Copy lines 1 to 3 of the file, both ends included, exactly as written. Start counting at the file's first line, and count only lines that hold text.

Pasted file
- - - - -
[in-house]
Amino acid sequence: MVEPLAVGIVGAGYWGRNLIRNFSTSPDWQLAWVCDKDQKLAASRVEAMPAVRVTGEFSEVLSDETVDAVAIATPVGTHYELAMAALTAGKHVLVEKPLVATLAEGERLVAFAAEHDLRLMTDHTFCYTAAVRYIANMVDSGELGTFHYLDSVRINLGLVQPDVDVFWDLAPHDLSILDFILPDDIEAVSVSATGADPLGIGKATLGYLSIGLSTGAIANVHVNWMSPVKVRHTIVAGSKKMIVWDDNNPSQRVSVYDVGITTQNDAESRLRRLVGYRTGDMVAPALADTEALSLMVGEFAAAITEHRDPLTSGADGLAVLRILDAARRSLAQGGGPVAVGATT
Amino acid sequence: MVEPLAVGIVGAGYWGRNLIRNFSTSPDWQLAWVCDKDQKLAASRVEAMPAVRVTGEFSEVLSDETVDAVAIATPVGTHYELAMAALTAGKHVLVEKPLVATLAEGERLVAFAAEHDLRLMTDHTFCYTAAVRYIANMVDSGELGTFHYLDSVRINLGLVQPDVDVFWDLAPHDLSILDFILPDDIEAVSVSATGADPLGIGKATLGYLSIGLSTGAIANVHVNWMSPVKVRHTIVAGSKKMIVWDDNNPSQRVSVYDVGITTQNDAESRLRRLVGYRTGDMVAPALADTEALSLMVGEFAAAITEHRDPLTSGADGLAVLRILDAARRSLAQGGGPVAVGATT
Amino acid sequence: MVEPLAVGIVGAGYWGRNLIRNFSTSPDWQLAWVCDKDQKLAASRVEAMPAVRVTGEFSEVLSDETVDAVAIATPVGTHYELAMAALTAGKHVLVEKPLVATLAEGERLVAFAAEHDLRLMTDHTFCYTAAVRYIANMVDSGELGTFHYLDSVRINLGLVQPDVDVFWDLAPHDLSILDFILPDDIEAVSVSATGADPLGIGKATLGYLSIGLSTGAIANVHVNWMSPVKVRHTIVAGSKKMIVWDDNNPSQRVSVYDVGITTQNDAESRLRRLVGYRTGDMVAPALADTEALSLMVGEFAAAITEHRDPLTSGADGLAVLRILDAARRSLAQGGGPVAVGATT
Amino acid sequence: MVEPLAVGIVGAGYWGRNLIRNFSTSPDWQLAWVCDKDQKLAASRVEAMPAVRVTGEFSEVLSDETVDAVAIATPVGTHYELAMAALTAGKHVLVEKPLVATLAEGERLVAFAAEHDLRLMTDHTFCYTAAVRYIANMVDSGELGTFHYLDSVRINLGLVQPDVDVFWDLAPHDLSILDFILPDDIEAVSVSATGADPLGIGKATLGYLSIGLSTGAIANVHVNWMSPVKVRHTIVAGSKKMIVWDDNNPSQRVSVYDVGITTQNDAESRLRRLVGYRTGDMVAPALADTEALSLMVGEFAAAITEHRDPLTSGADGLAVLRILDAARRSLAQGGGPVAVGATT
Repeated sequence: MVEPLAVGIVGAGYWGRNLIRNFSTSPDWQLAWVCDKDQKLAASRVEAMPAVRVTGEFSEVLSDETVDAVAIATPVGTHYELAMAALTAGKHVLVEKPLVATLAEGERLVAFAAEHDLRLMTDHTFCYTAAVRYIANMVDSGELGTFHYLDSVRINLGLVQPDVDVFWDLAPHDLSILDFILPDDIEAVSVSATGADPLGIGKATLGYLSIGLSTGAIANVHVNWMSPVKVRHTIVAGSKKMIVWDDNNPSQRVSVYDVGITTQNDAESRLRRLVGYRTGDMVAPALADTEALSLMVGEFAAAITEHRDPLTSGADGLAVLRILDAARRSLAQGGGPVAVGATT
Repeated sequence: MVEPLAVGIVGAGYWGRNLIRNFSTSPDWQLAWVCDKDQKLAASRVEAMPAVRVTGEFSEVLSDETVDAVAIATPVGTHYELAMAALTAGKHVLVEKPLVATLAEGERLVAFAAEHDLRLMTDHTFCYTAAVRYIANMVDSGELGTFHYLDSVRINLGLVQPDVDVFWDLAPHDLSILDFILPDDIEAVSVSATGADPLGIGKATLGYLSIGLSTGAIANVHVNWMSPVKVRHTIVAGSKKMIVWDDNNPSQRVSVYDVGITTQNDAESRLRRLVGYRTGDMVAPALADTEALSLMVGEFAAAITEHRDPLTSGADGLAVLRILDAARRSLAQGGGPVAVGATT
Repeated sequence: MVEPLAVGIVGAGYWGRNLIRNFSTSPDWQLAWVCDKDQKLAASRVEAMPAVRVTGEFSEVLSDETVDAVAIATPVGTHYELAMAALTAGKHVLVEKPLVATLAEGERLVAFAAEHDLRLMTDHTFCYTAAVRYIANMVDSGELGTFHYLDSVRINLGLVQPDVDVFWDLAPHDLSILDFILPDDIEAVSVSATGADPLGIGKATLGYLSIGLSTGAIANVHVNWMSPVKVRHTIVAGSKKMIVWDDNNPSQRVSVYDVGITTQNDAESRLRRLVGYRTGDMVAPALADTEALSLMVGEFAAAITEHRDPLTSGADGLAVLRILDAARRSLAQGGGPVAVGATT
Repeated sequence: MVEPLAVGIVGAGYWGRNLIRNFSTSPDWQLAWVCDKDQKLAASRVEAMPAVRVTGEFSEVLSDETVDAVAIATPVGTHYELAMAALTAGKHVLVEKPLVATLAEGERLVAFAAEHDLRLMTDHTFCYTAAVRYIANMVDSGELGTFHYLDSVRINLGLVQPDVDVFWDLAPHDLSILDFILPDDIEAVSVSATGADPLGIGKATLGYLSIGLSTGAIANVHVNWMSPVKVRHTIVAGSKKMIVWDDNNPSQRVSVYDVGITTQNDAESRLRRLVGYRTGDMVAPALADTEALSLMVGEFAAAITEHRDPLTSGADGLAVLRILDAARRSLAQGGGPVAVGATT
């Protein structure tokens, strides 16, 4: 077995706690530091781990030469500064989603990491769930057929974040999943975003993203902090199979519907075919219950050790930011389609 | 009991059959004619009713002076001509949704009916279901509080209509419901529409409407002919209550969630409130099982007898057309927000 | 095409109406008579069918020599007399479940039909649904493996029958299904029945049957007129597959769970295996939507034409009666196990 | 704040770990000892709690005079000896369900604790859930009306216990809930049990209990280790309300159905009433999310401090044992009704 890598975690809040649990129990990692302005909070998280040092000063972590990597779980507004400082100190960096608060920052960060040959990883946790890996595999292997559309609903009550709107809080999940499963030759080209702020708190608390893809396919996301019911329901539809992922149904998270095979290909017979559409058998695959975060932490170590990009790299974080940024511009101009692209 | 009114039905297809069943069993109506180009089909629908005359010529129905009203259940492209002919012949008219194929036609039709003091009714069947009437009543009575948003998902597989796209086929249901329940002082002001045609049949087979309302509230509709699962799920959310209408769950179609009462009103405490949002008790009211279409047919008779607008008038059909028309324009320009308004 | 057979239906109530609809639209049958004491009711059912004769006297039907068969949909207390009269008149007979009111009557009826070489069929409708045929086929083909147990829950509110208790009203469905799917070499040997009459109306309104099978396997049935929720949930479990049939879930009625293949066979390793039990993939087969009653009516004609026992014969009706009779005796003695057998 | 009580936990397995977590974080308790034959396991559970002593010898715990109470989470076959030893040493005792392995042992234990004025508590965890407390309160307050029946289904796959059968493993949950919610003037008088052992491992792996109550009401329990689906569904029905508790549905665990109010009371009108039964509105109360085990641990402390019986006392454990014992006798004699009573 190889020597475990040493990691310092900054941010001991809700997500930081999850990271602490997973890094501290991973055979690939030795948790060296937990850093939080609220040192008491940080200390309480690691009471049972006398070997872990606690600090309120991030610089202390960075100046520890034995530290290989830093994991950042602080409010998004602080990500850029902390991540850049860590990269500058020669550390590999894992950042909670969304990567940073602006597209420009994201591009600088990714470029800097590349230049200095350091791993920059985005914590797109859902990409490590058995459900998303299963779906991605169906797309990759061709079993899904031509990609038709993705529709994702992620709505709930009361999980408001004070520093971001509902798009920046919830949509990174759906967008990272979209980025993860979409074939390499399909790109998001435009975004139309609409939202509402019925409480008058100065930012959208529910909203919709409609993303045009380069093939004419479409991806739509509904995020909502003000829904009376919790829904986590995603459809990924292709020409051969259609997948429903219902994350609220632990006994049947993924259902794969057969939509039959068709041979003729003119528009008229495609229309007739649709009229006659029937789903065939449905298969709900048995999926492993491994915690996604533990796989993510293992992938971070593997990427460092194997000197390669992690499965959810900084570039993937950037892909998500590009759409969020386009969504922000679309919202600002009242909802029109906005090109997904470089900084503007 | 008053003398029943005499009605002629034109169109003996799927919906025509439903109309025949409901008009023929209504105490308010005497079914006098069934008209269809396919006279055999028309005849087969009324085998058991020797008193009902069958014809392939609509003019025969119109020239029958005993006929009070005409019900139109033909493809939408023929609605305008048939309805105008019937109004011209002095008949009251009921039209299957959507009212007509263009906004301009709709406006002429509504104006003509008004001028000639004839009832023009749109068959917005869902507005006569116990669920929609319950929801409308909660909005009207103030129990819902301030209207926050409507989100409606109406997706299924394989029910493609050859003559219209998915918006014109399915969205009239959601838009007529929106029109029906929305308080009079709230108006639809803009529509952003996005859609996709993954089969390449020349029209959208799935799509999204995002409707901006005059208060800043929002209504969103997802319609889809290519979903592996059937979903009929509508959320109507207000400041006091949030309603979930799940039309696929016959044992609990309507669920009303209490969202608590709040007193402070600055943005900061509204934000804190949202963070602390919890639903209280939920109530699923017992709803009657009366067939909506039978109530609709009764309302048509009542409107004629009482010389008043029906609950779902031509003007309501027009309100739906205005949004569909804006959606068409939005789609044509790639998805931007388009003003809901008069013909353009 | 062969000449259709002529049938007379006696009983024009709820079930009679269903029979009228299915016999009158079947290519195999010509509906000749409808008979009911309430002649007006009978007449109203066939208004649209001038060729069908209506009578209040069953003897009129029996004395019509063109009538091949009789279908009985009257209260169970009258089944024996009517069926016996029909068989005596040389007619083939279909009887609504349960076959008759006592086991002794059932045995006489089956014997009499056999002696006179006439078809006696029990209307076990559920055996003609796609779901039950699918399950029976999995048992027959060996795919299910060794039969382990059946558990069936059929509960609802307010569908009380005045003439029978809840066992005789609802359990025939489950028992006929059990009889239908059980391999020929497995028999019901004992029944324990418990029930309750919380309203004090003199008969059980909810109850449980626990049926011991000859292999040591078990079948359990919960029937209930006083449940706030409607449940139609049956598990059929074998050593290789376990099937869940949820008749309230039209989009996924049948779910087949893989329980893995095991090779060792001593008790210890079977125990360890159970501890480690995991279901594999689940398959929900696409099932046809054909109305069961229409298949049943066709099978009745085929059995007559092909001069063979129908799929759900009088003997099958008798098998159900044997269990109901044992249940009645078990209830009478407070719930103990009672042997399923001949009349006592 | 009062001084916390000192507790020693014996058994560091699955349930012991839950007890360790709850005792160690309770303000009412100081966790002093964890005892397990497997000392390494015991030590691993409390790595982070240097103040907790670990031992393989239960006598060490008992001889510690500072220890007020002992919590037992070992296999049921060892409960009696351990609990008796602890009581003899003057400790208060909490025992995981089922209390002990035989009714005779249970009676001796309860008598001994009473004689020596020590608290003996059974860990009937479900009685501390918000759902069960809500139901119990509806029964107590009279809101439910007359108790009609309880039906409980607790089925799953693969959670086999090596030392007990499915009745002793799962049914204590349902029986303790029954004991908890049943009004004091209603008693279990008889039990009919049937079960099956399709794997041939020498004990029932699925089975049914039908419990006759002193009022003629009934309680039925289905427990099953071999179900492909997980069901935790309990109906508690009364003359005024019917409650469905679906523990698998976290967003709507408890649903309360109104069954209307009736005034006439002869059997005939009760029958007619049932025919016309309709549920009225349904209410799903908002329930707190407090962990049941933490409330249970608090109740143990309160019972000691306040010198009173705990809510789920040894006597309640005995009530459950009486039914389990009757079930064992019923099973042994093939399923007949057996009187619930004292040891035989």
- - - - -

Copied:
[in-house]
Amino acid sequence: MVEPLAVGIVGAGYWGRNLIRNFSTSPDWQLAWVCDKDQKLAASRVEAMPAVRVTGEFSEVLSDETVDAVAIATPVGTHYELAMAALTAGKHVLVEKPLVATLAEGERLVAFAAEHDLRLMTDHTFCYTAAVRYIANMVDSGELGTFHYLDSVRINLGLVQPDVDVFWDLAPHDLSILDFILPDDIEAVSVSATGADPLGIGKATLGYLSIGLSTGAIANVHVNWMSPVKVRHTIVAGSKKMIVWDDNNPSQRVSVYDVGITTQNDAESRLRRLVGYRTGDMVAPALADTEALSLMVGEFAAAITEHRDPLTSGADGLAVLRILDAARRSLAQGGGPVAVGATT
Amino acid sequence: MVEPLAVGIVGAGYWGRNLIRNFSTSPDWQLAWVCDKDQKLAASRVEAMPAVRVTGEFSEVLSDETVDAVAIATPVGTHYELAMAALTAGKHVLVEKPLVATLAEGERLVAFAAEHDLRLMTDHTFCYTAAVRYIANMVDSGELGTFHYLDSVRINLGLVQPDVDVFWDLAPHDLSILDFILPDDIEAVSVSATGADPLGIGKATLGYLSIGLSTGAIANVHVNWMSPVKVRHTIVAGSKKMIVWDDNNPSQRVSVYDVGITTQNDAESRLRRLVGYRTGDMVAPALADTEALSLMVGEFAAAITEHRDPLTSGADGLAVLRILDAARRSLAQGGGPVAVGATT